Casey Stengel was once asked if he would manage his team again the next year.
His reported reply: “People my age are dead next year and you can look it up.”
There are many variations to the quote, but whenever the Old Perfessor uttered whatever it was he uttered, he was definitely younger than Tony LaRussa is now, and quite possibly younger than Dusty Baker today. Health problems forced Stengel out of the dugout at age 74; LaRussa is 77, Baker 72.
Managing is emphatically not a gerontocracy. Almost all managers find the most success in their first year or two on the job, after which, as Bill James wrote years ago, they start to make themselves obsolete.
The needs of the team change, and a skipper brought in to fix a specific problem may be less able to solve the next problem. New managers bend the game in their direction; old managers often have trouble adjusting to the changes.
That is why most managers have short career spans. That is what makes the sight of LaRussa and Baker — briefly teammates on the Atlanta Braves a half-century ago, bitter rivals as National League managers in the 1990s and 2000s — still perched in October dugouts so remarkable. Each has bent the game; each has bent with the game.
To be sure, these two old faces are relatively new to their current posts. Baker inherited the Astros job last year; this is his first full season in Houston. LaRussa came out of 10 years of an uncomfortable retirement with the White Sox this year.
It’s not difficult to identify what the organizations were looking for with these hires.
The Astros tapped Baker to replace A.J. Hinch in the wake of the sign stealing scandal; Baker’s assignment was to bring stability to a veteran, star-laden squad in a time of turmolt and rancor.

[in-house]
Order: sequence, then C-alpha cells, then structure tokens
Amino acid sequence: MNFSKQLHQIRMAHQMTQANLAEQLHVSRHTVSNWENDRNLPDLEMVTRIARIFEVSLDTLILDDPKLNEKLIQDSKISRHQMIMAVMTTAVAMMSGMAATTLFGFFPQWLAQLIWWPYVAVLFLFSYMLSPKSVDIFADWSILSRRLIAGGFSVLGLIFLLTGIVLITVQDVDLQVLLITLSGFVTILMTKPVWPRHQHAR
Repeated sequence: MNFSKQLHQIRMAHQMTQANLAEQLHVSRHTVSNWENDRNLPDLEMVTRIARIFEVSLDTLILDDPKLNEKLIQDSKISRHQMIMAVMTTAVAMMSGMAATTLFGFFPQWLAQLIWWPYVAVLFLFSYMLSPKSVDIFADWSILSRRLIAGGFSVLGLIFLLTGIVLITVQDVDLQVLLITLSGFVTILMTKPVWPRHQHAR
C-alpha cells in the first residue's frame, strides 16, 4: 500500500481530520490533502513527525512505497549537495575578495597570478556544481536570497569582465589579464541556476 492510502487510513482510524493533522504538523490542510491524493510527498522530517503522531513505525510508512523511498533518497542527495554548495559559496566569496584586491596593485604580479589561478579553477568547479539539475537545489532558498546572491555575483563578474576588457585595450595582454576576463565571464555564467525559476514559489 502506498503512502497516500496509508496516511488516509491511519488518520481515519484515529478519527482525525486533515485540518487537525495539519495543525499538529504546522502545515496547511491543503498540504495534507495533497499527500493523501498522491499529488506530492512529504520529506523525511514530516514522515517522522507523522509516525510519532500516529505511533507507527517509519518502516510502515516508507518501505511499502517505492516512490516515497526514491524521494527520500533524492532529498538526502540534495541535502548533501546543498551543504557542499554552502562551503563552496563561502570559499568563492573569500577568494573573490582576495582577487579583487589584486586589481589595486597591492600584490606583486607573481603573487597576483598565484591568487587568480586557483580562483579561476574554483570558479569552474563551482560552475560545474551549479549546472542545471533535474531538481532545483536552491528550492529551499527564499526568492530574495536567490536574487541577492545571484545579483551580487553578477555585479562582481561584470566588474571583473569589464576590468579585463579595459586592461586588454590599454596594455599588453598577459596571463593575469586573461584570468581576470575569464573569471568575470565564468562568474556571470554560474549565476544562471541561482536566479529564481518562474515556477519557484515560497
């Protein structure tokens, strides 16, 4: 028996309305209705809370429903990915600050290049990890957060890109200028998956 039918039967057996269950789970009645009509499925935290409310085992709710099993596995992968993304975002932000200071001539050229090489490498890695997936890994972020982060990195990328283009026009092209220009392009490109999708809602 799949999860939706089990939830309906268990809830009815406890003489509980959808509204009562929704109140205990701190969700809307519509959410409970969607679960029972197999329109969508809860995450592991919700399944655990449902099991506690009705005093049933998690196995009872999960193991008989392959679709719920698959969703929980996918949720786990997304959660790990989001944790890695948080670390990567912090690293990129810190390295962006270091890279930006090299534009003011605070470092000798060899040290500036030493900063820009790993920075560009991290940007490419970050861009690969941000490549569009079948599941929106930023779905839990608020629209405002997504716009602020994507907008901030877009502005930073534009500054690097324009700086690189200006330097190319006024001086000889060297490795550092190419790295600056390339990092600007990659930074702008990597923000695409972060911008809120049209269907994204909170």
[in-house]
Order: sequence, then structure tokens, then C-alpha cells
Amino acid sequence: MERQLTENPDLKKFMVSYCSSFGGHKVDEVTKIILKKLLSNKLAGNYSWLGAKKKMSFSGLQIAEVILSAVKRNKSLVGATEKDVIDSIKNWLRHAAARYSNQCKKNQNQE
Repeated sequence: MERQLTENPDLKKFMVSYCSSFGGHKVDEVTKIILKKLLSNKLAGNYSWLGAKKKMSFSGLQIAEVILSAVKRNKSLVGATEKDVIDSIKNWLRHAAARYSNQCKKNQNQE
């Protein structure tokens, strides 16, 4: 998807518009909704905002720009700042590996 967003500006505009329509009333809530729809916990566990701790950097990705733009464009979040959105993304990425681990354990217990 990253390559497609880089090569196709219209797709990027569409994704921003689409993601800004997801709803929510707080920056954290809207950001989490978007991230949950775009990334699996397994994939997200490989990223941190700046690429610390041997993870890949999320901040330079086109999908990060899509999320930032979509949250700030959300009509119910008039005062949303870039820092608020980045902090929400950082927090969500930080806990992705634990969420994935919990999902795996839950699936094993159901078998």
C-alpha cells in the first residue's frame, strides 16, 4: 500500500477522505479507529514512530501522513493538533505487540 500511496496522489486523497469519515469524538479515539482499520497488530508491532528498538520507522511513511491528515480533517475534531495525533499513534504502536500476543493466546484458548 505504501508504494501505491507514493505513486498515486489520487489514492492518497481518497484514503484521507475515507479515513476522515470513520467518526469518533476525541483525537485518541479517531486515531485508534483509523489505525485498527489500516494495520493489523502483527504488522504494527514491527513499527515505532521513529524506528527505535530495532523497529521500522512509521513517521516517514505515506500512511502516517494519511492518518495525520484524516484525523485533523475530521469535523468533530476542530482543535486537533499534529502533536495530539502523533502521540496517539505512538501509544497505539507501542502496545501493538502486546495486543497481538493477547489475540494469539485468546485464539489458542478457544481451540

In the long history of the game, there may have been no manager better suited to the task. Keeping controversial stars focused is Baker’s wheelhouse. Barry Bonds and Jeff Kent in San Francisco. Sammy Sosa in Chicago. Bryce Harper in Washington.
LaRussa got the White Sox job because ... well, because owner Jerry Reinsdorf, who is even older than LaRussa, had a sentimental fit and insisted on bringing him back to the first big league team he managed.
Ostensibly the rationale was that the Hall of Fame skipper was better equipped than predecessor Rick Renteria to push the White Sox over the hump to the World Series. The Chicago executives below Reinsdorf were reportedly doubtful about bringing LaRussa back, but the owner got what he wanted.
No manager in his seventies can be seen as a long-term fit for the job, but few managers of any age are long-term propositions. For all their successes, both LaRussa and Baker have bounced around; this is, viewed realistically, the fourth job for each.
There is no arguing with LaRussa’s record. His teams win. He took the Sox to a division title in 1982; 39 years later, he won another on the South Side, with World Series wins in Oakland and St. Louis in between.
Still, I am not a fan. I see LaRussa as a self-righteous bully, a defender and enabler of his players’ transgressions (from steroids to drunk driving) while rapidly offended by the transgressions of others. And while he has been the most influential manager of the past 30 years, I believe his tactical trademarks — he was the skipper who started the bloating of pitching staffs — have damaged baseball as a sport.
It’s a lot easier to root for Baker, who probably needs a World Series title to get the Cooperstown plaque LaRussa already has. The problem right now is that rooting for Baker means rooting for the “cheaters.”
Edward Thoma is at email@example.com. Twitter: @bboutsider.